We agreed upon Wednesday, October 14, as the date of the first quiz.

Reading: Continue reading Flip, Chapters 17-19 and 21. Continue reading Calculated Risks, Chapters 8-10.

We went over the homework. I had hoped to get to the capture-release-recapture method for estimating the population of fish in a lake, but we didn’t have time. So, we’ll continue that discussion on Monday. Please continue thinking about this so that we can have a good discussion.

Every group did the **Super Growth Stock** problem just fine, although one group wasn’t sure they’d done it right (they thought the answer should have been much larger) and mentioned this in their answer. Let me remind everyone, if you aren’t sure, or if your group can’t agree on one answer, the right thing to do is to bring the problem to my attention by writing it down.

I remarked that in general, it’s best to use decimal fractions instead of built-up fractions; they are easier to work with (especially if you use a calculator).

On the **Colon Cancer** problem, the best way to explain things to a patient is to use the “natural frequencies” method, as it can be explained without tables or graphs. So out of 10,000 patients, 3 in 1000, or 30, have cancer. The remaining 9970 do not. Of those that have cancer, the hemoccult test will detect half, or 15. Of the 9970 that do not, the hemoccult test will give 3%, or 299, a false positive. Therefore, only 3 out of the 302 that test positive have cancer, less than 1%.

The **Cookies** problem has two parts; some groups didn’t do the first part, thinking that the probablility is 50-50 after the first four cookies have been eaten that the box in hand is the chocolate chip (CC) only box. That’s not right, because if you’ve sampled four cookies at random, and all of them are CC, then that’s pretty strong evidence that the box contains only CC’s. We therefore need to compute the posterior probability that we have each box, given that we’ve sampled (and eaten) four CC cookies. This is a problem of sampling without replacement, since the cookies don’t go back in the box, but are eaten. So the probability of picking successively four CC cookies out of the CC box is obviously 1, and out of the other box, (5/10)x(4/9)x(3/8)x(2/7), since these are the conditional probabilities of sampling a CC cookie from a box that contains successively fewer CC cookies and total number of cookies.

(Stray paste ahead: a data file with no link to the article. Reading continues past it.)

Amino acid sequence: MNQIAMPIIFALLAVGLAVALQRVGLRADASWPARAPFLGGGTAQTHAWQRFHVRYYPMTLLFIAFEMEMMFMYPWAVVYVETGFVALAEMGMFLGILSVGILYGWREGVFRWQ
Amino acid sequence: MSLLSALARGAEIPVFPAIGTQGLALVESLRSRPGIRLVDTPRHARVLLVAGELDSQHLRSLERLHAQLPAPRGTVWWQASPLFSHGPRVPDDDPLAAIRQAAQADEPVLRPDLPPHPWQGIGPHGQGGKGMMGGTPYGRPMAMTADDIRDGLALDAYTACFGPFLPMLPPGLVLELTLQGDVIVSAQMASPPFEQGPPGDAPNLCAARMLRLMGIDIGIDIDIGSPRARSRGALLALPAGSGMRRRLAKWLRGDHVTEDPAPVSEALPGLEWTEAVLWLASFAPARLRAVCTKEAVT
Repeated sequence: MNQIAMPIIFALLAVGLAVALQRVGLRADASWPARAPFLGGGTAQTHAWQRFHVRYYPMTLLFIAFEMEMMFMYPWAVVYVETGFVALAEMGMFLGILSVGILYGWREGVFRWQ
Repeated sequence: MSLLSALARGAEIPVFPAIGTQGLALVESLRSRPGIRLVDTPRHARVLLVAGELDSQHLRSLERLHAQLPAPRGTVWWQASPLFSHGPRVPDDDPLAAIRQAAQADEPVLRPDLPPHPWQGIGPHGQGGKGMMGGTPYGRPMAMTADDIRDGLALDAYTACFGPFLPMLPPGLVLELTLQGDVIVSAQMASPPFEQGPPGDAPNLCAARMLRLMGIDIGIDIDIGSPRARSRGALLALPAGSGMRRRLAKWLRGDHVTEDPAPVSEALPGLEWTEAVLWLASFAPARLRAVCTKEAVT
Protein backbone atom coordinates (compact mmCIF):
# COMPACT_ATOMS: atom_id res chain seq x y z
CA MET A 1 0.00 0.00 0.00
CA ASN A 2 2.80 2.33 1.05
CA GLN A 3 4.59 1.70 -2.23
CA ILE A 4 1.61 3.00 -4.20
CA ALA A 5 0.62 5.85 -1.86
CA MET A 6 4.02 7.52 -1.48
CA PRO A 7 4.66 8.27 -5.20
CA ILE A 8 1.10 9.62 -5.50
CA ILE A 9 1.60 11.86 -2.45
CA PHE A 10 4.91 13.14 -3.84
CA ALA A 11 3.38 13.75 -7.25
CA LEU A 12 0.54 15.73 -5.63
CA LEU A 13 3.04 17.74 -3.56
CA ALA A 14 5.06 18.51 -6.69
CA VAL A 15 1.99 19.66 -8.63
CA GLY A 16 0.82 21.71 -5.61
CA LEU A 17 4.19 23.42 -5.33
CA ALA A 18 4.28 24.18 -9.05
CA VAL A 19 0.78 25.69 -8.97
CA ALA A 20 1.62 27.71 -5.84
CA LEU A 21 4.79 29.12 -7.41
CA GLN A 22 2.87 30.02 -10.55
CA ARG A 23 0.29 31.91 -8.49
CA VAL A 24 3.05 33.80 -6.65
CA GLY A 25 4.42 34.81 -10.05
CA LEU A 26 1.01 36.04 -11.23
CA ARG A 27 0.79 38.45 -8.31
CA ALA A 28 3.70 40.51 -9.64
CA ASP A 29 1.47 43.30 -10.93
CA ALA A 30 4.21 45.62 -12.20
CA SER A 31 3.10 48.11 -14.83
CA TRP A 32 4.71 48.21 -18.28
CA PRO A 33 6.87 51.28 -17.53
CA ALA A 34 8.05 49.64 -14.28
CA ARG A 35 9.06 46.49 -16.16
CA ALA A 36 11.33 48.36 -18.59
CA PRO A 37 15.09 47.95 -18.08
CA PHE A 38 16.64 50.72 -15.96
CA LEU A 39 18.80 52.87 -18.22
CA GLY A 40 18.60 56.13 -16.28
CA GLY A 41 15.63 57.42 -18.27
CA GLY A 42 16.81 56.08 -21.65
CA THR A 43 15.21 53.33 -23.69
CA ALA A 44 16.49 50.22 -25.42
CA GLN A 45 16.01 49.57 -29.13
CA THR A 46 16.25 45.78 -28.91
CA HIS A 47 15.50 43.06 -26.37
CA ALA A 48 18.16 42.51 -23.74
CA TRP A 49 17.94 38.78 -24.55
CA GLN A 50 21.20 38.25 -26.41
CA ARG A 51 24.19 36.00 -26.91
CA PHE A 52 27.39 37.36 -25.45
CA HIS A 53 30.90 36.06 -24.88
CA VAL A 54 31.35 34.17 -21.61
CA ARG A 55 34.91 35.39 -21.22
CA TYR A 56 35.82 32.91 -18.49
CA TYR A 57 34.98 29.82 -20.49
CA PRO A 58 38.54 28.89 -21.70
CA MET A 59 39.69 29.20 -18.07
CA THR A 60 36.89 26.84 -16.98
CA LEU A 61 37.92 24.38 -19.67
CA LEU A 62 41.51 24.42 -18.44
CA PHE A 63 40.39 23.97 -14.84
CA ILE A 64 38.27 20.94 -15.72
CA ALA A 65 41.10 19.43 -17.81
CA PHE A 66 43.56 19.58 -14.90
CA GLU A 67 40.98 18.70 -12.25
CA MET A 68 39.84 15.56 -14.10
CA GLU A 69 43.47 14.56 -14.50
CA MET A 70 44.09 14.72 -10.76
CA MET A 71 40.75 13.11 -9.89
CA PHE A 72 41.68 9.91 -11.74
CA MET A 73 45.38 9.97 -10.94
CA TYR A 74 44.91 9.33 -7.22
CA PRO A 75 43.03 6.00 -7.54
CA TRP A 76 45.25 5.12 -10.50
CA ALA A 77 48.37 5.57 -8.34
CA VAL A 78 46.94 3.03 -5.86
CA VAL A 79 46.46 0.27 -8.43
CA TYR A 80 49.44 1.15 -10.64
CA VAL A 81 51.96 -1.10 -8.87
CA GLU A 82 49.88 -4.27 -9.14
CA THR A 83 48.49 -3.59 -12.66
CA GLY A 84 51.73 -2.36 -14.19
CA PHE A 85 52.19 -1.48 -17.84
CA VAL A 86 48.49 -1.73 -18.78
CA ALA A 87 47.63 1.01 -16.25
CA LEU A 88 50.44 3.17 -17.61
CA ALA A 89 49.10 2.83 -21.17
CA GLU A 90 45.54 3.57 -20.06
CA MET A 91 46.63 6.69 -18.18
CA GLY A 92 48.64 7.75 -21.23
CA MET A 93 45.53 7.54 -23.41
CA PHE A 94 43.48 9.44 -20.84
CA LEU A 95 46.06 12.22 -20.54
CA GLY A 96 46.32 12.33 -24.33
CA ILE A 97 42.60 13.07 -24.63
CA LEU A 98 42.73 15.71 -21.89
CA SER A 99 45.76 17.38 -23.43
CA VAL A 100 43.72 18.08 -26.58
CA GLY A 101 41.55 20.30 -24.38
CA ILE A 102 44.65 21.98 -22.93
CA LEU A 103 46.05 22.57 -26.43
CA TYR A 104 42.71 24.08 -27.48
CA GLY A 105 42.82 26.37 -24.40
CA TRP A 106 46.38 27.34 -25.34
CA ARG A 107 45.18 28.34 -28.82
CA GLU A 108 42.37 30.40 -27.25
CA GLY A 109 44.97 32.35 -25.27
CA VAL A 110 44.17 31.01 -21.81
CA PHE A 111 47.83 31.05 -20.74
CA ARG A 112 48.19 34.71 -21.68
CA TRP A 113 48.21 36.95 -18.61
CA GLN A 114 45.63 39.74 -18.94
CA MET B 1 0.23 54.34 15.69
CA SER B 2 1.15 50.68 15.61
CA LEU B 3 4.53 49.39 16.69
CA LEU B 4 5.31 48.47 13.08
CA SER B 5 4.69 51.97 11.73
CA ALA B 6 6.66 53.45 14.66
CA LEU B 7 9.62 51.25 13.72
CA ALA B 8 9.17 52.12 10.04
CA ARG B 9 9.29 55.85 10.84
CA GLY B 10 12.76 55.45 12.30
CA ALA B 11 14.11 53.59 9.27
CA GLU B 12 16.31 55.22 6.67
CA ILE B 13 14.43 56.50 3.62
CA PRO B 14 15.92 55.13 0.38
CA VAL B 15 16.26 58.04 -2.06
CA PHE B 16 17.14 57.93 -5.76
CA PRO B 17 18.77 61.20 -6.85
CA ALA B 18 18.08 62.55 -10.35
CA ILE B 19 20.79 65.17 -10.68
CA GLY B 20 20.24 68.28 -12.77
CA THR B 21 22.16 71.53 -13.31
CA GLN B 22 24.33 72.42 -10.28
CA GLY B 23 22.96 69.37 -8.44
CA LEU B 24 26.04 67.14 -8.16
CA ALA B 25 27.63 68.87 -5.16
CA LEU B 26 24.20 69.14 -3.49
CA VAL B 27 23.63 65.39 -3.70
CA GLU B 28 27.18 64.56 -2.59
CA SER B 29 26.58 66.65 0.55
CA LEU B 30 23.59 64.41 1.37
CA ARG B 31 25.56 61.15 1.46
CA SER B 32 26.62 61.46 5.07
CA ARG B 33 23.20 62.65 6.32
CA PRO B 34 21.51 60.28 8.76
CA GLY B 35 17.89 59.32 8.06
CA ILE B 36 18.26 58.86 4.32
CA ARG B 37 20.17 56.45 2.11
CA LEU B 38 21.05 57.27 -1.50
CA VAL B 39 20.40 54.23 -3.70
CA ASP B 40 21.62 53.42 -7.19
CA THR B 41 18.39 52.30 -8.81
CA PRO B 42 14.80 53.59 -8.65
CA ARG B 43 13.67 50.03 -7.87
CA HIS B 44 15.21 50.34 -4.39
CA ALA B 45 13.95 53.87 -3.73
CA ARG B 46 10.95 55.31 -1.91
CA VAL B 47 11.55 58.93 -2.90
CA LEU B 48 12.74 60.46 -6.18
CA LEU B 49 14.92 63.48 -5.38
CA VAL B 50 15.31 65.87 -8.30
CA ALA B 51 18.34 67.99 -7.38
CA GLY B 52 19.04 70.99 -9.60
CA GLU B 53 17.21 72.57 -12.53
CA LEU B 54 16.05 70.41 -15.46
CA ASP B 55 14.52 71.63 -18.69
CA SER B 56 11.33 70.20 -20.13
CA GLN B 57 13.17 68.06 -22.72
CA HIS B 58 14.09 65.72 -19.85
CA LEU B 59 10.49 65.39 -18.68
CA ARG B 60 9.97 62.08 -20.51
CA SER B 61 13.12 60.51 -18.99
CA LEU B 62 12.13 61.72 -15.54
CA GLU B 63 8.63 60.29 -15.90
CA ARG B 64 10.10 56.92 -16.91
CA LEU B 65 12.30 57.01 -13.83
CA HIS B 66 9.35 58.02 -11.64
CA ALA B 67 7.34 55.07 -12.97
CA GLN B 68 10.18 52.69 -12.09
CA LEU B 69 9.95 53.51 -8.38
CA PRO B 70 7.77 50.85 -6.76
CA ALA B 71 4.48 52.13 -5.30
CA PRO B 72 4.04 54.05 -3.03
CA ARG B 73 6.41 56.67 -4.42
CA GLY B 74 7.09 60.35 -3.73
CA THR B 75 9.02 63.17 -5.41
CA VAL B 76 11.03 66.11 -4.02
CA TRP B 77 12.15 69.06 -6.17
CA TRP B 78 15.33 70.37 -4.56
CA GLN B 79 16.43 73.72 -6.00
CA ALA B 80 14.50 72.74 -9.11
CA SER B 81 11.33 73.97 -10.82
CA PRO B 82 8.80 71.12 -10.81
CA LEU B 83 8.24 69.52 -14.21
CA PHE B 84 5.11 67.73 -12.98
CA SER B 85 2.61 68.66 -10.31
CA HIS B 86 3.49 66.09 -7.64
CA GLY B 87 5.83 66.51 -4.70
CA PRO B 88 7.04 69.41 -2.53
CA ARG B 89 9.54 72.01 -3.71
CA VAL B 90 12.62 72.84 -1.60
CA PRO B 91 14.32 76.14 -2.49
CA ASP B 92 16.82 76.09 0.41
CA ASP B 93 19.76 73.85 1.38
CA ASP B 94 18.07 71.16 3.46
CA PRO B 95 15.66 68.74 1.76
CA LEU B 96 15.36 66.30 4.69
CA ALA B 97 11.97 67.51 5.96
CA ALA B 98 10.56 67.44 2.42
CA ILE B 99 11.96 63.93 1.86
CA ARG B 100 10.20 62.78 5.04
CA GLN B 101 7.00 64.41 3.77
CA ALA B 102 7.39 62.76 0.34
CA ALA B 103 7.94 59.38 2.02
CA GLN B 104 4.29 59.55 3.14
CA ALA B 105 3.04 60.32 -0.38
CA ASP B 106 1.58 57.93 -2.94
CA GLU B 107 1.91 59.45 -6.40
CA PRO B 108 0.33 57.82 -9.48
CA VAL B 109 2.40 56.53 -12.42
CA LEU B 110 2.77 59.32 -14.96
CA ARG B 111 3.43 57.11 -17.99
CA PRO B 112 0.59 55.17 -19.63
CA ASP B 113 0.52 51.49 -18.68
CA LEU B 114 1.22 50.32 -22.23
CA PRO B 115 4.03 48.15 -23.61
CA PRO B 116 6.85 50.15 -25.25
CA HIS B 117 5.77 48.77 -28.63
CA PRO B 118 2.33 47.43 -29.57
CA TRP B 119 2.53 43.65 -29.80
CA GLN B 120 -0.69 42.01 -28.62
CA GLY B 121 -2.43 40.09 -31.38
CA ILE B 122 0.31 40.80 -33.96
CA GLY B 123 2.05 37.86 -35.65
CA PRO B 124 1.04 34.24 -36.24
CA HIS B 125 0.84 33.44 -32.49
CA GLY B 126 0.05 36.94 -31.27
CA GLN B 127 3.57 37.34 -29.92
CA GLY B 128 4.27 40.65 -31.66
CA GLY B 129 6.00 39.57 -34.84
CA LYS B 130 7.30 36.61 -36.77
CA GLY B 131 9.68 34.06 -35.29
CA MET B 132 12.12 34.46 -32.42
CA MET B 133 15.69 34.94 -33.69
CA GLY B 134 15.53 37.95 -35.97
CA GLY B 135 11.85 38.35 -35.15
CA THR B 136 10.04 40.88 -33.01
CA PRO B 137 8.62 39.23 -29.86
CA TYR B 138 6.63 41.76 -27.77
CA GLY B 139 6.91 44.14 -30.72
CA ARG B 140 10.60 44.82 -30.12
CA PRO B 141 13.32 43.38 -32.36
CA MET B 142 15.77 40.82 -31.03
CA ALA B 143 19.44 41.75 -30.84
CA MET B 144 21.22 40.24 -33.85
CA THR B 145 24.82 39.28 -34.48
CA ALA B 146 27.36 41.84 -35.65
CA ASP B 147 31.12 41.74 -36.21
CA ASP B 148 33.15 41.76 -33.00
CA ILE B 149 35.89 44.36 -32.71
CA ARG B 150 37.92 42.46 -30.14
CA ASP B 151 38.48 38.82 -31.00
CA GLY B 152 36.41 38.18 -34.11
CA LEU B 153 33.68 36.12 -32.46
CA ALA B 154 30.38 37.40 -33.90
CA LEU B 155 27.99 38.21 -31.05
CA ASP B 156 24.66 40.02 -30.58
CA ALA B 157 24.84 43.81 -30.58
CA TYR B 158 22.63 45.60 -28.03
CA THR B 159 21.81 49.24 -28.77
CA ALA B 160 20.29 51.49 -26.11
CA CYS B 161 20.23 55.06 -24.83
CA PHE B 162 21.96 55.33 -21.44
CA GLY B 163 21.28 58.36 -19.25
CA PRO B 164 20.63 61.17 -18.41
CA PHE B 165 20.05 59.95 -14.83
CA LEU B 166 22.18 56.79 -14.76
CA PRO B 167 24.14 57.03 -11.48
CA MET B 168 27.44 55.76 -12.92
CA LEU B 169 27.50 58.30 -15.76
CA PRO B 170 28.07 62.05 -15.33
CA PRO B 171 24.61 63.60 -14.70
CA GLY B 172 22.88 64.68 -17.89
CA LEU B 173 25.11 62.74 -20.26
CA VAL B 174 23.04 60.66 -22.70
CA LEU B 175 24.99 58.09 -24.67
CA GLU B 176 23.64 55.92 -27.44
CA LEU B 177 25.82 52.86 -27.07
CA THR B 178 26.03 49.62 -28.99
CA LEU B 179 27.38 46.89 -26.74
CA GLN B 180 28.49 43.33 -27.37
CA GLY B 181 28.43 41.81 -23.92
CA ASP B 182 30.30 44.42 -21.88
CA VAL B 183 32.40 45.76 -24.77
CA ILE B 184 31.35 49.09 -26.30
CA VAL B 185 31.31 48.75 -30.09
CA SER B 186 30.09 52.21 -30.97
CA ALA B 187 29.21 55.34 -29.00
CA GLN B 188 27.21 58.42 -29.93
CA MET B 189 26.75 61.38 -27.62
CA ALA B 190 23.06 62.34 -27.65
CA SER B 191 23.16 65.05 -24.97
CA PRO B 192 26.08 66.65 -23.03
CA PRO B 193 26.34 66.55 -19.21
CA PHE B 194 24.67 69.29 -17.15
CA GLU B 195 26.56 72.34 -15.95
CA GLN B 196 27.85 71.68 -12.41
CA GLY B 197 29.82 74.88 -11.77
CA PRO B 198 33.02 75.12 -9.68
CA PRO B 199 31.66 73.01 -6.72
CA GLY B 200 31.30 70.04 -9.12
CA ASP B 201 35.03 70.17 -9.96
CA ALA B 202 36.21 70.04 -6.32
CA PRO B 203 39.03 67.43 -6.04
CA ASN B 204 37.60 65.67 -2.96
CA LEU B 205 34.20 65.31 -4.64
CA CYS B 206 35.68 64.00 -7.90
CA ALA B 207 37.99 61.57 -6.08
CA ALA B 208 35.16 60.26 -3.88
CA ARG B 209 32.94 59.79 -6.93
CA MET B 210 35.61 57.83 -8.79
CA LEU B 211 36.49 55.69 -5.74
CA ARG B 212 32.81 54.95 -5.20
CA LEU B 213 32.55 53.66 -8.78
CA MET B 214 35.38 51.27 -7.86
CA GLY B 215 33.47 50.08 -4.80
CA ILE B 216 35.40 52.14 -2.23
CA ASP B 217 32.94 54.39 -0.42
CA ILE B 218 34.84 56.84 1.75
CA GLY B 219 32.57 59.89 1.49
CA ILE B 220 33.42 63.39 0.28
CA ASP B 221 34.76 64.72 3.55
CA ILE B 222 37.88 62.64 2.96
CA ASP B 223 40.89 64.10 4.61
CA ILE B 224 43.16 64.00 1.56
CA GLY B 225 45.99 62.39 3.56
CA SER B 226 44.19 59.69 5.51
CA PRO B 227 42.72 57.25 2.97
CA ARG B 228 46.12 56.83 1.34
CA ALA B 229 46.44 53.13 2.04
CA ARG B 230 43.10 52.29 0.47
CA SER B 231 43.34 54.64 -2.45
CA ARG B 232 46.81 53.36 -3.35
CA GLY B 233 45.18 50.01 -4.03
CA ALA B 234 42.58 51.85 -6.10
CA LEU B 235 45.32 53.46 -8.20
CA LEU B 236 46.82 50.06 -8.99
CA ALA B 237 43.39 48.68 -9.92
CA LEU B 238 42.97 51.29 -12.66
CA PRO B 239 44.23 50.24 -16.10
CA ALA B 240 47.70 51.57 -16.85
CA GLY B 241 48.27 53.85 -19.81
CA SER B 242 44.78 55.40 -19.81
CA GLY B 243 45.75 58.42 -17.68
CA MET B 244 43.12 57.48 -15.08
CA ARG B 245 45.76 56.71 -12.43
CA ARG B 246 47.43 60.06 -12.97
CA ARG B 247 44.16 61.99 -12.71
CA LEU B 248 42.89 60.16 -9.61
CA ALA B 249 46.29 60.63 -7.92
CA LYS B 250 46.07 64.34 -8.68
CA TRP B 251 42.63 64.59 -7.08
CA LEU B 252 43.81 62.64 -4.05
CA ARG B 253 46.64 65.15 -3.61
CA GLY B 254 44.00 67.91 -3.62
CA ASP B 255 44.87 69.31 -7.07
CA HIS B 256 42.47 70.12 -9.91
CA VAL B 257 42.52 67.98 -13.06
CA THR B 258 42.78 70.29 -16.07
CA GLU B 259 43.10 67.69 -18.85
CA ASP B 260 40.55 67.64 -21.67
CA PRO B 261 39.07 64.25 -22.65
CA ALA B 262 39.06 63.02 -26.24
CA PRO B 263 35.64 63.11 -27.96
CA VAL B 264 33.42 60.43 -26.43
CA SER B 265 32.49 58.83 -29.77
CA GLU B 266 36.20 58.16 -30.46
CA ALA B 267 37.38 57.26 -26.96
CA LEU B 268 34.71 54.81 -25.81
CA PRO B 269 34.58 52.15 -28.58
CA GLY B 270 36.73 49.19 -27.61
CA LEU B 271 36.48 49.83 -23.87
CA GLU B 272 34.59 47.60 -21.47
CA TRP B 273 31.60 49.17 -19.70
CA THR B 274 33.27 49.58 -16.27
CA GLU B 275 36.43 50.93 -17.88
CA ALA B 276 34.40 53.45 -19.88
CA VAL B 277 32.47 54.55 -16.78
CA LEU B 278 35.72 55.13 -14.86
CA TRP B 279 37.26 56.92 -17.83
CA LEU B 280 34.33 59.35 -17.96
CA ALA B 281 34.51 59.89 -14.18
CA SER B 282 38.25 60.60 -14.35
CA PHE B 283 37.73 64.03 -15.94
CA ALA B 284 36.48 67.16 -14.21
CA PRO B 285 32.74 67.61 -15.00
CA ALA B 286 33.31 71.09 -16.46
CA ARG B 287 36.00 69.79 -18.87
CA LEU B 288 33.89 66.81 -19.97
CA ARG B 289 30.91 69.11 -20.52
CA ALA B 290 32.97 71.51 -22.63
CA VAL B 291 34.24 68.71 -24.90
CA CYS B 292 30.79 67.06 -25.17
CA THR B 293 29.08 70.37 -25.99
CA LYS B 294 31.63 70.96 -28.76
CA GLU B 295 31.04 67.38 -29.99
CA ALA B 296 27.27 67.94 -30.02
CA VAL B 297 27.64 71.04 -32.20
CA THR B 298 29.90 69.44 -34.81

I photographed the two blackboards with the calculation:

For the **Biased Presidents** calculation, its easiest to just list the eight possibilities and their probabilities:

PDN

——–

HHH 0.4×0.7×0.5=0.14

HHT 0.4×0.7×0.5=0.14

HTH 0.4×0.3×0.5=0.06

HTT 0.4×0.3×0.5=0.06

THH 0.6×0.7×0.5=0.21

THT 0.6×0.7×0.5=0.21

TTH 0.6×0.3×0.5=0.09

TTT 0.6×0.3×0.5=0.09

We verify that these add up to 1, as they should. Then: The probability of getting three heads is just the first line, or 0.14. Lines 2, 3 and 5 added together give the probability of seeing exactly two heads. That’s 0.41. For the third question, we use the definition of conditional probability: P(A|B)=P(A,B)/P(B). So if A=”see three presidents and at least one president is showing” (which is the same as “see three presidents” and B=”at least one president is showing” we see that P(A,B) is just 0.14 from the first line, and P(B) is the sum of the first seven lines, of 0.91, so P(A|B)=0.14/0.91=0.15. and if C=”Lincoln is showing” then P(A,C)=0.14 as before, and P(C)=the sum of the first four lines = 0.40 so P(A|C)=0.14/0.40=0.35.

On **Independence**, the goal here was to start with what’s given and use the rules of probability to derive the “then” part of the statement. So, we can prove #1 by starting with Bayes’ theorem in the form P(A|B)P(B)=P(B|A)P(A), make the substitution into this of P(A|B)=P(A) and cancel the P(A) on both sides to get P(B)=P(B|A). For #2, use the definition of P(A,B)=P(A|B)P(B) and again substitute. I leave it to you to do #3, the proof is equally short.

On **More Independence**, the table I gave you has two sets of marginals: Summing across we get 0.4, 0.6. Summing down we get 0.3, 0.6 and 0.1. But now the easiest way to check independence is to see if each entry in the table is the product of the corresponding marginals. So, for example, the upper-lefthand entry is 0.12=0.4×0.3, and similarly throughout the table. Since each joint probability is the product of the two marginals, criterion #3 from the previous problem shows that this table is independent. For any set of marginals, there is one and only one independent table of joint probabilities, but there are infinitely many dependent tables. We added and subtracted 1 from two columns and two rows to accomplish this, leaving the marginals unchanges.

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